UN Chief Ban Ki-moon Signals Willingness to Seek Korea PresidencyBy and
Yonhap reports Ban saying he can’t yet give definitive answer
Ban to return to Korea in January to country shaken by scandal
United Nations Secretary-General Ban Ki-moon on Tuesday gave the strongest signal yet that he’s willing to run for president in his native South Korea.
Ban said he’d be inclined to run if his decade-long experience as UN head "can be of help to the country,” Yonhap News reported him telling Korean reporters in New York. The 72-year-old said he would “burn” himself if it could help his nation -- drawing on a Korean idiom that indicates uncompromising dedication to a cause -- it said.
Even so, he said he couldn’t give a definitive answer before his tenure as UN chief expires Dec. 31, Yonhap said.
After serving two consecutive terms as UN chief, the former South Korean foreign minister plans to return home in January to a country tipped into political turmoil by a corruption scandal that led to the impeachment of President Park Geun-hye. He stands in second place in polls of potential candidates behind Moon Jae-in, former chief of the main opposition Democratic Party of Korea.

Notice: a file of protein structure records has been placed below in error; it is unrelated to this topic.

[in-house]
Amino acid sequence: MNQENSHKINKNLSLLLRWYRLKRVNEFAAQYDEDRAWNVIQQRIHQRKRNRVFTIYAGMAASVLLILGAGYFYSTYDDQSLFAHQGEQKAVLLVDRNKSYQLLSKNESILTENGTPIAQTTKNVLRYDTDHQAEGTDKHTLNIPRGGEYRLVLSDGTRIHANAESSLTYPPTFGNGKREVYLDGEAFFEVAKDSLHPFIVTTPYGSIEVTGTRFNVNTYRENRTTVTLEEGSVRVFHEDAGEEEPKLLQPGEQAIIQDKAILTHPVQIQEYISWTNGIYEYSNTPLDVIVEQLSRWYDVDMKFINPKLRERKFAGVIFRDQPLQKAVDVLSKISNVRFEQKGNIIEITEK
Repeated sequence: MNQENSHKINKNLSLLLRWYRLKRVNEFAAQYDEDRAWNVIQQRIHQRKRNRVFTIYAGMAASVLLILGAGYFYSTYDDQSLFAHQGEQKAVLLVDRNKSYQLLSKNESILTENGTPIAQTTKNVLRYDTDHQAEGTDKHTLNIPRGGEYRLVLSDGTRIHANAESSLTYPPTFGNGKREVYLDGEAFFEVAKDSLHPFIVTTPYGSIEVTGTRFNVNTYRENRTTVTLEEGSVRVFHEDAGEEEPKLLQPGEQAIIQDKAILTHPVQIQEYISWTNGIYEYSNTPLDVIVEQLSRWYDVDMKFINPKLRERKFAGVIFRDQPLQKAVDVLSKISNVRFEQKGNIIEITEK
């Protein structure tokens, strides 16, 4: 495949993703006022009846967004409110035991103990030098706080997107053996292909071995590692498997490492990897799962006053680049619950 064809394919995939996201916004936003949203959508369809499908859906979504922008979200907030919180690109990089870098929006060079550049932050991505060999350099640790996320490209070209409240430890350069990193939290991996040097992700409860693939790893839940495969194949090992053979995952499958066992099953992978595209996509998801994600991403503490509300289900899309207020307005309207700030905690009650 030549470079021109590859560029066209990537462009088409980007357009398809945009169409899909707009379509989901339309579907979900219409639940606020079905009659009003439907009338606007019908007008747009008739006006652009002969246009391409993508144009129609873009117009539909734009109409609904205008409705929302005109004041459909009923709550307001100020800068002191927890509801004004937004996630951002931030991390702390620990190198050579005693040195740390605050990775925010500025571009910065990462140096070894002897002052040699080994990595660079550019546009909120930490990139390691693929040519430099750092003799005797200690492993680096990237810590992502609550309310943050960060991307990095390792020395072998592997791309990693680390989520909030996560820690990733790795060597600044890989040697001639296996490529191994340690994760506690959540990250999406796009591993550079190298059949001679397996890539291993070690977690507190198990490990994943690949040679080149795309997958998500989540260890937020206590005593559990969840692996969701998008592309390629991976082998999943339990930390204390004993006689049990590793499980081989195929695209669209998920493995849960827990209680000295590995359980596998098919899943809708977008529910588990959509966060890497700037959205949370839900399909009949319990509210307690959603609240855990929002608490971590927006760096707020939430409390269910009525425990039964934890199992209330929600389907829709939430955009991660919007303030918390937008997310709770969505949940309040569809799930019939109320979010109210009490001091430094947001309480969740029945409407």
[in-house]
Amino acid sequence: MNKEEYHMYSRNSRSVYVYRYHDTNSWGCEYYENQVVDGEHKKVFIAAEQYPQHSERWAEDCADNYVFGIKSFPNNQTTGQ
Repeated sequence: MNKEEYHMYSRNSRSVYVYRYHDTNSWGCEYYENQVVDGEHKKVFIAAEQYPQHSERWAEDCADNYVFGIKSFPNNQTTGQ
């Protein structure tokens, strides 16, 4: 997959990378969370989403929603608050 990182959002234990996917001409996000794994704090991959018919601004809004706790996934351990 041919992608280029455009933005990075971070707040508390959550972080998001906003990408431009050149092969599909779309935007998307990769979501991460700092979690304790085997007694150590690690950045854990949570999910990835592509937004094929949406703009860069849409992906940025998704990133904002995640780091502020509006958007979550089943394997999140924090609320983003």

Ban, a career diplomat who served under President Roh Moo-hyun, advocates dialogue with North Korea and hasn’t previously engaged in domestic politics. His prominence on the global stage has boosted his popularity among voters disillusioned with career politicians at home.
Ban said he will decide on a timeline and process for entering domestic politics after meeting the Korean people, saying that what they want is "especially important," Yonhap said. He added that political party affiliation "is not important."
Ban will make his decision after he returns to Korea and discusses it with his friends and family, spokesman Stephane Dujarric told reporters. Deputy spokesman Farhan Haq said, “I’m not aware that he has said anything about a run for the presidency.”
South Korea’s constitutional court has up to six months to review whether parliament’s impeachment of Park is legal, and the president is suspended from power during this period. If it rules in favor, an election will follow in 60 days -- earlier than the scheduled date in December 2017.
South Korea’s next president would face challenges ranging from North Korea’s nuclear ambitions to a slowing economy and record unemployment among young South Koreans.
The ruling Saenuri party remains in disarray after Park’s impeachment. A Seoul court on Monday opened a trial for Park’s longtime friend, Choi Soon-sil, who is accused of colluding with Park to extract tens of millions of dollars from conglomerates.
Prosecutors also say Choi meddled in government affairs through her private relationship with the president. Both Choi and Park deny wrongdoing while they admit to sharing state documents.